Scarlet Road

Impassioned about freedom of sexual expression, Australian sex worker Rachel Wotton specializes in a long overlooked clientele— people with disabilities. Working in New South Wales—where prostitution is legal— Rachel’s philosophy is that human touch and sexual intimacy can be the most therapeutic aspects to our existence. Indeed, she is making a dramatic impact on the lives of her customers, many of whom are confined to wheelchairs or cannot speak or move unaided. Through her graduate studies and her nonprofit group Touching Base, Rachel both fights for the rights of sex workers and promotes awareness and access to sexual expression for the disabled through sex work—and brings together these two often marginalized groups. We follow her from conducting sex and disability workshops to speaking to the World Congress on Sexual Health about her mission to observing her overnight stays with severely disabled clients who blossom under her attention—with one man even gaining back lost movement and sensation thanks to his time spent with her. Rachel has made it her life’s work to end the stigma surrounding these populations; the depth, humor and passion in this positive and pro-active documentary will transform the way we see sex workers and people with disabilities forever.
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Orchids: My Intersex Adventure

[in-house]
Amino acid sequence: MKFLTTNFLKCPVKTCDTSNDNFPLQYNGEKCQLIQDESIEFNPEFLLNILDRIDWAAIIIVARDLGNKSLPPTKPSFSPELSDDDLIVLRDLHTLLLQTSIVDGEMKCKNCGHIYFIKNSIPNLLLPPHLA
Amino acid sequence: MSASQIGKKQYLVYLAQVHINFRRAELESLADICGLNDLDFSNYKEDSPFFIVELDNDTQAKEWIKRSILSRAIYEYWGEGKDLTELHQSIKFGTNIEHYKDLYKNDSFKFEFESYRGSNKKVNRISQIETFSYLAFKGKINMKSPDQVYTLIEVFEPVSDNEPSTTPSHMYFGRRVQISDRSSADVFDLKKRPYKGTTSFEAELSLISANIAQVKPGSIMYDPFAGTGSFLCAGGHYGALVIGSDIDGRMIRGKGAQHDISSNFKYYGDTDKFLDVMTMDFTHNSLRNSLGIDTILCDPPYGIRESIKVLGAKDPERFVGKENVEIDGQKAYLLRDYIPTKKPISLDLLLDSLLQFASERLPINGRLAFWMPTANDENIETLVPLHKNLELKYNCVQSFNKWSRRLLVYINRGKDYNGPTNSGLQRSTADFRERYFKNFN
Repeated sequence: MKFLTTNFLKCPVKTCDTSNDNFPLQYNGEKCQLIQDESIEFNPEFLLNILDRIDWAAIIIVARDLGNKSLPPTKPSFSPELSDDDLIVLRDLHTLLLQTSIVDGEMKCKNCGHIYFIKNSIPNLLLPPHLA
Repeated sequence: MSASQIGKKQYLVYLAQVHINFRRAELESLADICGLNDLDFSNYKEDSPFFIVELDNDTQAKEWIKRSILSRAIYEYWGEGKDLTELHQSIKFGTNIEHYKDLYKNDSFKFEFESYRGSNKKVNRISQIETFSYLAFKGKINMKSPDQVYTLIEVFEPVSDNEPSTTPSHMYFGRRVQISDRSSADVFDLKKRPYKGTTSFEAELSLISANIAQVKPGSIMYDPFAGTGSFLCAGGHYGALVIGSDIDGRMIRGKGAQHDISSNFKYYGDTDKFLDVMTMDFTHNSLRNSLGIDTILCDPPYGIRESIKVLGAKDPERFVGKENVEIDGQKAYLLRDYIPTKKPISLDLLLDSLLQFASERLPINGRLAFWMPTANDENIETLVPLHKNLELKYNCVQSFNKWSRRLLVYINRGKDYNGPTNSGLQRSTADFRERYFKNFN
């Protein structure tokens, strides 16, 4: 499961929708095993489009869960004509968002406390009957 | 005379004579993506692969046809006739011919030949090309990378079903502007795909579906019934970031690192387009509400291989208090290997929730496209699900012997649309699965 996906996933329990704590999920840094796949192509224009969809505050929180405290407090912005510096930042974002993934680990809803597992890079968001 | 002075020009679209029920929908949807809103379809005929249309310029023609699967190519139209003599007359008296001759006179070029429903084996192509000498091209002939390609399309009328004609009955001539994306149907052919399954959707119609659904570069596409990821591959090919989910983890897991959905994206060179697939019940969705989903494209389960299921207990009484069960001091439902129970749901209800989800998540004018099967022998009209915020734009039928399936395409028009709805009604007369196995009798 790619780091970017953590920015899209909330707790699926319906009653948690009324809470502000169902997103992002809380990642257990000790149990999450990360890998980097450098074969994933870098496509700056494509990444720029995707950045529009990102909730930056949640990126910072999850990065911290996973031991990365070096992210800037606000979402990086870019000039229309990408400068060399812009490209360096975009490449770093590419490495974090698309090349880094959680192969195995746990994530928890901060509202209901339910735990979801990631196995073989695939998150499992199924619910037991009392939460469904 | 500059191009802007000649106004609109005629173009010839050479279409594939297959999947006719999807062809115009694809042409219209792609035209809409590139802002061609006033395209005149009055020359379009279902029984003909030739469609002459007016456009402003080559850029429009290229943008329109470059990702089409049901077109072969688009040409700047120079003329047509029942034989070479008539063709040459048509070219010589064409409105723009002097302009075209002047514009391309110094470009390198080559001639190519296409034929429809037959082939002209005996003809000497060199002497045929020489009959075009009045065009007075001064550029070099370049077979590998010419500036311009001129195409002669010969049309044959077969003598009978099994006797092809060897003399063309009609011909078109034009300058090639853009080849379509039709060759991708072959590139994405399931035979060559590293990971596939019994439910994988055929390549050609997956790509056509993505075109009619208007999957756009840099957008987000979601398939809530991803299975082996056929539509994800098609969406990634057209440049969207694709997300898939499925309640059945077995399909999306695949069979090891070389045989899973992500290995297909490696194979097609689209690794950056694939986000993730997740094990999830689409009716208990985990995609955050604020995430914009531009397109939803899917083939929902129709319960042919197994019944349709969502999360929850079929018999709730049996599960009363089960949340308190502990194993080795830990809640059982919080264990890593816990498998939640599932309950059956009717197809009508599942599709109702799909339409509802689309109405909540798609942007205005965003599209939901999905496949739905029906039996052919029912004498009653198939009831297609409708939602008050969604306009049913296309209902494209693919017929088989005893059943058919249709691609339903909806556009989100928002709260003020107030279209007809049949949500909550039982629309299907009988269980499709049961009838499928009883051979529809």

Gen X filmmaker Phoebe Hart always knew she was different growing up – but she didn’t know why. This award-winning documentary traces Phoebe’s voyage of self-discovery as an intersex person, a group of conditions formerly termed hermaphroditism. Learning only in her teens that she was born with 46XY (male) chromosomes, Hart now seeks to understand her own story and the stories of others affected by this complex and often shameful syndrome. With help from sister Bonnie (born with the same condition) and support from partner James, Hart drives across Australia, interviewing individuals whose struggles and victories mirror and differ from her own. Some advocate systemic change ending shame and controversial genital surgeries, while others debate coming out or staying closeted with a stigmatized secret. Questioning rigidly defined constructs of gender, sexuality, and normality, often with lively good humor, ORCHIDS is the first film to look at intersex from a positive perspective. Its engaging portrait of survival, courage and reconciliation will speak to a variety of audiences and spark lively discussion about what it means to be perceived as "different."